On Display

“A representation is a construction process based on the action of reality on our senses but also on our acquired memory, on fantasies that make us favor certain aspects over others. This construction is then projected onto the real” (1) 

Thomas Julier’s practice unfolds through the image, whether it is fixed, animated or in volume, which he deploys in subtle installations where the spectator is confronted with questions raised by the artist on the status and meaning of the image produced. In fact, what Thomas Julier is interested in, is as much the mental conception of this image as its material translation in an exhibition space that is both physical and psychic.

This process of work and reflection (production, selection, layout) is found at the heart of the exhibition. He focuses here on the question of representation, a question which stands at the crossroads of aesthetics and philosophy. Indeed, the idea of representation is to believe that there is a right way (and therefore a method) to recreate reality. But the conception of a fair representation of reality depends on many considerations that go beyond the simple reference to the data of our sensitivity. (2)

As Nelson Goodman writes: “An image, to represent an object, must be a symbol, [...] referring to it; but [...] the resemblance is [...] by no means necessary. An image that represents an object — or a page that describes it — refers to it and, more particularly, denotes it. The denotation is the heart of the representation and it is independent of resemblance ». (3) Thus « about an image just like any kind of label, there are always two questions: what it represents (or describes) and the kind of representation (or description) it is ». (4)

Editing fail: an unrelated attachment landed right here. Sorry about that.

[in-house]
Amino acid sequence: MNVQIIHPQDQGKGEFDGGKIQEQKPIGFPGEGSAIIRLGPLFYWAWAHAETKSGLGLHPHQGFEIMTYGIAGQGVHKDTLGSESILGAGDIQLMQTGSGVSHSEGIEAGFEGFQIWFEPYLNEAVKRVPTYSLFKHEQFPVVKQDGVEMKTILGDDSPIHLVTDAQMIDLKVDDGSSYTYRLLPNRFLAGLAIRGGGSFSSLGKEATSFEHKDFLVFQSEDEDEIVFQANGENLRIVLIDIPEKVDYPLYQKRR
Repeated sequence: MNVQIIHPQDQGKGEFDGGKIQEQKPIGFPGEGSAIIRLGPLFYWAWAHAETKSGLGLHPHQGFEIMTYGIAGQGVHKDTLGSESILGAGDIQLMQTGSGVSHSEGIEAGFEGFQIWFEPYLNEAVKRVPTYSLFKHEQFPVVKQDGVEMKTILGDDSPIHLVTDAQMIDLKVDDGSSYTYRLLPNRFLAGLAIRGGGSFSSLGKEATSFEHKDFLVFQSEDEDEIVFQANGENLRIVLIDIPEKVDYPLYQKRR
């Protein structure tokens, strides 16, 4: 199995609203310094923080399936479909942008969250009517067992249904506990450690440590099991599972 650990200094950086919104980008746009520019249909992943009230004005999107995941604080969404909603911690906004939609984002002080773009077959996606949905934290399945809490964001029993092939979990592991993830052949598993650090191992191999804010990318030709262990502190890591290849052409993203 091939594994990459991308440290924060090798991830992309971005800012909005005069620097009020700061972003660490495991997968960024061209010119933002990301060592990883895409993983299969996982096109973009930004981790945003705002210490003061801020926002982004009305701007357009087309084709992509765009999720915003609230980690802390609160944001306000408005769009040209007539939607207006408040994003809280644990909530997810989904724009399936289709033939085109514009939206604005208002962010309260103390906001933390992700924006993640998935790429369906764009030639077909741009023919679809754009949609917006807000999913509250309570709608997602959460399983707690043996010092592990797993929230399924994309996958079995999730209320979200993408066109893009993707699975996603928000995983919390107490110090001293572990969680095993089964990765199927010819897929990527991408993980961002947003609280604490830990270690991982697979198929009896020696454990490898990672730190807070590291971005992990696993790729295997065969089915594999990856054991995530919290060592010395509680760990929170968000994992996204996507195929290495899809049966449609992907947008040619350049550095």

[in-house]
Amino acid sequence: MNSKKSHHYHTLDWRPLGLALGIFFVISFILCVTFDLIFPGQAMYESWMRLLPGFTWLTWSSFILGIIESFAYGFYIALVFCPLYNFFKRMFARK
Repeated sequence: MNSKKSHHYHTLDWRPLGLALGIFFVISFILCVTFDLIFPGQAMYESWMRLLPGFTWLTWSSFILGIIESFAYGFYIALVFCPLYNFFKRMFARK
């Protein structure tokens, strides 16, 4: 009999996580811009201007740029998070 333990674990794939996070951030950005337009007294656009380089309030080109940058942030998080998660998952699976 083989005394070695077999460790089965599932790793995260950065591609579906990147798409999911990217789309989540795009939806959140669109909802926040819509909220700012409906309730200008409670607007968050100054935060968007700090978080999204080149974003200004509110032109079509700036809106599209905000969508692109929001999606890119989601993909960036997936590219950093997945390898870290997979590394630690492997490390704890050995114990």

Here Thomas Julier is more specifically interested in the question of the body’s representation. He explores it through the presentation of several objects: sculptures, drawings, photographs. This variety of medium helps him to inventory different ways of seeing and showing, to explore different techniques of making that allow him to implements this denotation evoked by Nelson Goodman. It focuses more particularly on two elements of the body, the head and the hand, which, in the art tradition, are those whose elaboration is reserved to the great masters, although here these elements are more like some scrap materials, the hand from the remains of a broken 19th century plaster sculpture, from a collection of a Swiss museum, and the head of an anonymous mannequin purchased online.

In doing so, he decomposes and recomposes their essence through their mechanical reproduction, assembling and dissembling the original and its double, questioning their identity as a symbol of the identification and legitimation of each individual.This work of decomposition and recomposition also extends to the exhibition in herself. In the choice of materials that compose it, both physically and mentally, Thomas Julier seeks to disrupt our bearings, our way of thinking things. What he shows us is a variation of and on representation, a play on the issue of presentation, layout, composition of an exhibition, of what an exhibition can be or tell.